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How Much Is a March Madness Upset Actually Worth?

One university president claims a single Cinderella victory by his school created nine figures in value.

The No. 14-seeded Wildcats of Abilene Christian University stunned the college basketball world last weekend when they upset the 3rd-seeded Texas Longhorns 53-52 in the NCAA Tournament’s Round of 64. The small, private school with an enrollment of just 4,500 suddenly gained incredible notoriety, becoming an instant national darling.

Despite being bounced from the Big Dance in the second round by UCLA, university president Dr. Phil Schubert says the school benefited massively from the exposure value from the first-round upset.

“So far, we are close to $120 million and we haven’t had time to tally up the totals,” Schubert said via the Fort Worth Star-Telegram.

To put that number in perspective, ACU’s entire endowment as a school is valued at $290 million.

In 2017, Bloomberg studied the effect of March Madness upset victories on the number of applications a school later receives, and the correlation was strong. Florida Gulf Coast saw a 27.5% jump in applications following its magical run to the Sweet Sixteen in 2013, when they earned the nickname “Dunk City” from the team’s flashy finishes above the rim. When Wichita State danced their way to an improbable Final Four that same year, they enjoyed their biggest single-year application jump on record: a full 30%.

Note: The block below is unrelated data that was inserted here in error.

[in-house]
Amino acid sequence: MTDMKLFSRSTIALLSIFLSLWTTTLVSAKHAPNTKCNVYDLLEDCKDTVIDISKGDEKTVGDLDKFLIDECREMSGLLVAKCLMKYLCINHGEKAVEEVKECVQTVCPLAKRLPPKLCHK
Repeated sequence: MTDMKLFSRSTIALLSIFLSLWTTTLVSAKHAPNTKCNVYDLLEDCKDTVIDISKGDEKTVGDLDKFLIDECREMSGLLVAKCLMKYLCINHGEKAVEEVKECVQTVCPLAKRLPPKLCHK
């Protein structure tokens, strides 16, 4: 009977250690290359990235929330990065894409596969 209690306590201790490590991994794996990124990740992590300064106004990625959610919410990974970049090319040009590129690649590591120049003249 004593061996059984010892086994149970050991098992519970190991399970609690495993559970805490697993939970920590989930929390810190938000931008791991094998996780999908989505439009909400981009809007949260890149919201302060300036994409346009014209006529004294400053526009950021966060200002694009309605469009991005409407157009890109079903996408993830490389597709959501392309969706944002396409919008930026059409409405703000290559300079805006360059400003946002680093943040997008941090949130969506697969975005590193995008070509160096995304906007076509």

It makes you wonder what No. 15-seeded Oral Roberts’ balance sheets are looking like after scoring back-to-back upsets against Ohio State and Florida.

For mid-major programs, just getting to the NCAA Tournament is a serious milestone. Given the power of television exposure and social media, getting just a single win is big business. And with state governments steadily making progress toward enabling college athletes to benefit financially from the use of their names, images, and likenesses, players on future Cinderella teams may end up getting a piece of the action.